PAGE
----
Formula Feeding: Preparation and Storage

baby drinking from bottleSo you've decided to start your baby on formula. But how do you prepare bottles of formula? And how do you store bottles ahead of time?

Powders are the most popular and least expensive type of formula, but there are also other kinds, depending on your needs. Concentrates are liquids that you dilute with water, and you can also buy ready-to-use formula that can be poured directly into bottles for times when you’re traveling. However, the latter two options are more costly.

 It is fine to feed your baby formula cold, lukewarm, or warm; it all depends on your baby’s preference! 

The instructions on the container of the formula you choose are your best friend! Pour the liquid concentrate or powder into the bottle and add the appropriate amount of water (depending on which formula you use, the instructions may tell you to add the water first, or last). The Mayo Clinic suggests always sterilizing the water you mix with the formula. To do this, boil cold tap water in a clean pan for one to two minutes and let it cool before pouring it into the bottle; however, don’t allow the water to cool below 70 °C because you’ll want the water to sterilize the formula mix as well.

{ MORE: Your Baby and Water }

According to the Mayo Clinic, as long as you have pre-prepared the formula with boiled water, it is fine to feed your baby the formula cold, lukewarm, or warm; it all depends on your baby’s preference! If your baby likes her formula warm, place a bottle of formula in a bowl or pan of hot (not boiling) water for several minutes. Be sure to shake the bottle and test it on your wrist or the back of your hand before feeding your baby. You don’t want the formula to be hot—just warm.

The Mayo Clinic discourages parents from using the microwave to heat up bottles. In the microwave, the formula could heat unevenly, and while some parts are lukewarm others may be hot and burn your baby’s mouth.

All prepared formula should be used or stored in the refrigerator within an hour after preparation. If a bottle has been out for more than an hour, throw its contents away. Do not freeze bottles, and get rid of any formula that’s been in the refrigerator for more than 48 hours.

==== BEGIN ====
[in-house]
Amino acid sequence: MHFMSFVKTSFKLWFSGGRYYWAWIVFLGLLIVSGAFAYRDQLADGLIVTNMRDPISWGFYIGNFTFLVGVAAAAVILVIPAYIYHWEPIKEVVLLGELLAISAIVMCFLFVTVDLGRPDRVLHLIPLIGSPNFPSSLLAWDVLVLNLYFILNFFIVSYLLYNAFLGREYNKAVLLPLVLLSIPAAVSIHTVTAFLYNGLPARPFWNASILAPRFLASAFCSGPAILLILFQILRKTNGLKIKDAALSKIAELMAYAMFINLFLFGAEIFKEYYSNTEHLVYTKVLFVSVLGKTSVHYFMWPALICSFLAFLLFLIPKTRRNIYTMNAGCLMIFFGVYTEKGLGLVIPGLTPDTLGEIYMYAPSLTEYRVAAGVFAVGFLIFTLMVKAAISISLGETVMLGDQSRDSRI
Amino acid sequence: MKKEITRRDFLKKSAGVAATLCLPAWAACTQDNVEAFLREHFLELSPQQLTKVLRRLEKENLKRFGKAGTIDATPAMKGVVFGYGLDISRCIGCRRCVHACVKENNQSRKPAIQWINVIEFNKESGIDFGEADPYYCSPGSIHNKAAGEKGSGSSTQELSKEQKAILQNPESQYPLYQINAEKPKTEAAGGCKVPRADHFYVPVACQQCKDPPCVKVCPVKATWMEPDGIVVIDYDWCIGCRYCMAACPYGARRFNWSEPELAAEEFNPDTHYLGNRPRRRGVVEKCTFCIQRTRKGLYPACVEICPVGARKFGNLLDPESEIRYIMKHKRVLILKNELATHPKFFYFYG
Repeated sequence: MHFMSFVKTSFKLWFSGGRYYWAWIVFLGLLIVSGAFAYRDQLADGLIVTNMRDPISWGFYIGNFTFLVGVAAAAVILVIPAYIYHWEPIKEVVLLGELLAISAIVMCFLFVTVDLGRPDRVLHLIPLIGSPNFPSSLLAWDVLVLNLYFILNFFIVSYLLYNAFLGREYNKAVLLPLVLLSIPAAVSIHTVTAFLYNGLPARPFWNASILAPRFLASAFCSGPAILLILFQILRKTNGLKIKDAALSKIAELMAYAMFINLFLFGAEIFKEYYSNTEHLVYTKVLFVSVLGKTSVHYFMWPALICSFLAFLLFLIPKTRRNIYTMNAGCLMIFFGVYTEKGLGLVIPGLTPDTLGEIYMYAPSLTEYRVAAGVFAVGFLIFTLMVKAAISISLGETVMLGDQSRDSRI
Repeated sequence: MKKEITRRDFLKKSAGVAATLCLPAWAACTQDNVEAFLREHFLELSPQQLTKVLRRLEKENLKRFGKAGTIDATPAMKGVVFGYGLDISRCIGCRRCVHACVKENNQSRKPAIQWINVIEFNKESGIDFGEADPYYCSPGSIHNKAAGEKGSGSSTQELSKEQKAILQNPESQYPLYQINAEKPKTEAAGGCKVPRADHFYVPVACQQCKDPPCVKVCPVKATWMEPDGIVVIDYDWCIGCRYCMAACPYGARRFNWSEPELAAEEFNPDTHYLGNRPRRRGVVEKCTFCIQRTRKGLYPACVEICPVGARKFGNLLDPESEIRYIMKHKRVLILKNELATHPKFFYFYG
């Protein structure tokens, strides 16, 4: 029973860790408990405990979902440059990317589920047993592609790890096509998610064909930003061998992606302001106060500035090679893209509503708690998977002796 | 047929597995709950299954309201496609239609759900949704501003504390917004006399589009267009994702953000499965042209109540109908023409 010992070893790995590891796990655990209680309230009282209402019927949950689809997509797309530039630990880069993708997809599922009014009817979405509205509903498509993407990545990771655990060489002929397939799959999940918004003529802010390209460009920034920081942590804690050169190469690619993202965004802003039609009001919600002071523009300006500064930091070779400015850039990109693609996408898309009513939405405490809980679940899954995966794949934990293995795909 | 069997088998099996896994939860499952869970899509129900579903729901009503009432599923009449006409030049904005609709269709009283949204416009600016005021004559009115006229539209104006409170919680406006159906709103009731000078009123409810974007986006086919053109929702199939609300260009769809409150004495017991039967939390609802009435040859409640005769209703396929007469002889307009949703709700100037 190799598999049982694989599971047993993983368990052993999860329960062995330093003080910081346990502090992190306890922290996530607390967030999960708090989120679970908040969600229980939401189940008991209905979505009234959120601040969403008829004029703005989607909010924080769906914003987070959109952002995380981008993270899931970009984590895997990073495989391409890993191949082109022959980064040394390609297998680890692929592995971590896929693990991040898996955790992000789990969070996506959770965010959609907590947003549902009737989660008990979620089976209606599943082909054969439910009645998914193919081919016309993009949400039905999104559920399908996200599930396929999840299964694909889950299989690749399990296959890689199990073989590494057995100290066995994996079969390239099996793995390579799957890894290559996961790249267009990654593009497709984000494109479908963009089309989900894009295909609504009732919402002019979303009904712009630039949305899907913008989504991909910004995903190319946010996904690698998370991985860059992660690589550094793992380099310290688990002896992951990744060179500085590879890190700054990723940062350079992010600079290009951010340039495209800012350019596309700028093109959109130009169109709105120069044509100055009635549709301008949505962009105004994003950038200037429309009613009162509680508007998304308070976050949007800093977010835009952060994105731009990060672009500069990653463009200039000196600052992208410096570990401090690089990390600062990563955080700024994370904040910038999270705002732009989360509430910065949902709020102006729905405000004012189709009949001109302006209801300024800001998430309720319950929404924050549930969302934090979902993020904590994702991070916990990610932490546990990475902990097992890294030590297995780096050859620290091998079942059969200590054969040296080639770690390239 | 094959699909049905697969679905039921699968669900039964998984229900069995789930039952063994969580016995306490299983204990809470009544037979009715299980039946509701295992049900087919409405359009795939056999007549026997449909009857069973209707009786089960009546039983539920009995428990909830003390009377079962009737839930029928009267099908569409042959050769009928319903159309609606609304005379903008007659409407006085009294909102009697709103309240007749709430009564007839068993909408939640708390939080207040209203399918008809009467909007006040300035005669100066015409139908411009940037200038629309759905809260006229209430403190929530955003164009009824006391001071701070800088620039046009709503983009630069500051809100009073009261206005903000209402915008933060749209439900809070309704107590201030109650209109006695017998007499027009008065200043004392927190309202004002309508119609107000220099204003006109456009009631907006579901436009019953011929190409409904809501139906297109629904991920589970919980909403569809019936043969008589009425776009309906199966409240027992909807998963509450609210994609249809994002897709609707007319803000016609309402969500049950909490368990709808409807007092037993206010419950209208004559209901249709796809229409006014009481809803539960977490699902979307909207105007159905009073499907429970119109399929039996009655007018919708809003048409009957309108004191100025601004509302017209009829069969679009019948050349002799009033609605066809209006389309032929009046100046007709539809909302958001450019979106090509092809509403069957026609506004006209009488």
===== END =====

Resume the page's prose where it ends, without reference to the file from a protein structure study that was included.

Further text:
If you’re ever not sure about whether the formula is safe for your baby, err on the side of caution and get rid of it.

What do you think?

Formula Feeding: Preparation and Storage

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7 comments

  1. Profile photo of LIZ says:

    baby always drink room temperature, hot water makes her vomiting

  2. Profile photo of mommy nhoj mommy nhoj says:

    We are using water in room temperature for formula. Baby’s just fine with that. Before when I used to store my milk in the refrigerator we put the bottle in a bowl of hot water for few minutes. I never put bottle itself in a microwave oven

  3. Profile photo of amelia amelia says:

    i heard that they don’t like you to use a microwave because it take away the nutrition in the formula. has anyone else hear of this?

  4. Profile photo of Stacey_82 Stacey_82 says:

    I use the ready made and it seems to sit better on my DDs tummy. If we are at home and are not planing to go out she tends to like it warm but if we are going out soon or are out I give it to her chilled or room temp. I have noticed that if we are out and she has had a warm bottle she tends to spit up more and I believe it to be because she gets to warm/hot so the warmth of her with the warm bottle doesn’t sit well. This is my first child and I am finding what works for us but I have cared for a number of children before and with that said each child is different so just follow the instructions on the packages and when in doubt toss it out. Good luck parents :0)

  5. Profile photo of EbyMom EbyMom says:

    I don’t store my formula. I prepare them as the need arises. I used to store breastmilk but my instincts don’t agree with storing formula. The article above is good to note

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